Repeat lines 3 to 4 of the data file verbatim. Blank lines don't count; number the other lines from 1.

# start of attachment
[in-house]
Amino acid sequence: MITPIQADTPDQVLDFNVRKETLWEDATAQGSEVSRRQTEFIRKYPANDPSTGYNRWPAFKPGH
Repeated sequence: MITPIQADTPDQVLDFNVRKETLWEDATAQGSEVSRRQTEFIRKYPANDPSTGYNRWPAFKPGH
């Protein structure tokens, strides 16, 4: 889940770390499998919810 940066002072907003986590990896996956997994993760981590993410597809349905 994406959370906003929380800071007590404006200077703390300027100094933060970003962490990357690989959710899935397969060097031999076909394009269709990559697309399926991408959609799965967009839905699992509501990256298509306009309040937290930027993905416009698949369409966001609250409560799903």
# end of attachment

Repeated sequence: MITPIQADTPDQVLDFNVRKETLWEDATAQGSEVSRRQTEFIRKYPANDPSTGYNRWPAFKPGH
């Protein structure tokens, strides 16, 4: 889940770390499998919810 940066002072907003986590990896996956997994993760981590993410597809349905 994406959370906003929380800071007590404006200077703390300027100094933060970003962490990357690989959710899935397969060097031999076909394009269709990559697309399926991408959609799965967009839905699992509501990256298509306009309040937290930027993905416009698949369409966001609250409560799903």